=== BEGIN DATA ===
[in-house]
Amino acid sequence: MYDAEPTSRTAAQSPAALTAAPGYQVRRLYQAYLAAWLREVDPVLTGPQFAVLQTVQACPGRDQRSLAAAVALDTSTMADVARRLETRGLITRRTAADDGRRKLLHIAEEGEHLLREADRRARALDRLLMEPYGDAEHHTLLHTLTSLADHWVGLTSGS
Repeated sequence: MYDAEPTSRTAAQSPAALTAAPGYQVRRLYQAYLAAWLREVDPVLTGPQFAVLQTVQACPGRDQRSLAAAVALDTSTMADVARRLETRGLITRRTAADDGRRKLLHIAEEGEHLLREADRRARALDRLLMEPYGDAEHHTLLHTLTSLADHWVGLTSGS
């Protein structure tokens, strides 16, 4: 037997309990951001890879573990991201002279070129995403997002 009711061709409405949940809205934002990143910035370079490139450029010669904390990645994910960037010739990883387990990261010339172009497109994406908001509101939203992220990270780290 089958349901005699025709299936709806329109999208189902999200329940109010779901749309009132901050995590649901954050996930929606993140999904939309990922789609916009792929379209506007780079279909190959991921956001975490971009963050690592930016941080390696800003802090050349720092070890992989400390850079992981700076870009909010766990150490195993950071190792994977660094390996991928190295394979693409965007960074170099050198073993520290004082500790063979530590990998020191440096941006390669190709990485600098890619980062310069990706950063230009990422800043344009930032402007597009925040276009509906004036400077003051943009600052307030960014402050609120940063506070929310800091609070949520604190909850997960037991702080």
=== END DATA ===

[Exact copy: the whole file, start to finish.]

[in-house]
Amino acid sequence: MYDAEPTSRTAAQSPAALTAAPGYQVRRLYQAYLAAWLREVDPVLTGPQFAVLQTVQACPGRDQRSLAAAVALDTSTMADVARRLETRGLITRRTAADDGRRKLLHIAEEGEHLLREADRRARALDRLLMEPYGDAEHHTLLHTLTSLADHWVGLTSGS
Repeated sequence: MYDAEPTSRTAAQSPAALTAAPGYQVRRLYQAYLAAWLREVDPVLTGPQFAVLQTVQACPGRDQRSLAAAVALDTSTMADVARRLETRGLITRRTAADDGRRKLLHIAEEGEHLLREADRRARALDRLLMEPYGDAEHHTLLHTLTSLADHWVGLTSGS
């Protein structure tokens, strides 16, 4: 037997309990951001890879573990991201002279070129995403997002 009711061709409405949940809205934002990143910035370079490139450029010669904390990645994910960037010739990883387990990261010339172009497109994406908001509101939203992220990270780290 089958349901005699025709299936709806329109999208189902999200329940109010779901749309009132901050995590649901954050996930929606993140999904939309990922789609916009792929379209506007780079279909190959991921956001975490971009963050690592930016941080390696800003802090050349720092070890992989400390850079992981700076870009909010766990150490195993950071190792994977660094390996991928190295394979693409965007960074170099050198073993520290004082500790063979530590990998020191440096941006390669190709990485600098890619980062310069990706950063230009990422800043344009930032402007597009925040276009509906004036400077003051943009600052307030960014402050609120940063506070929310800091609070949520604190909850997960037991702080």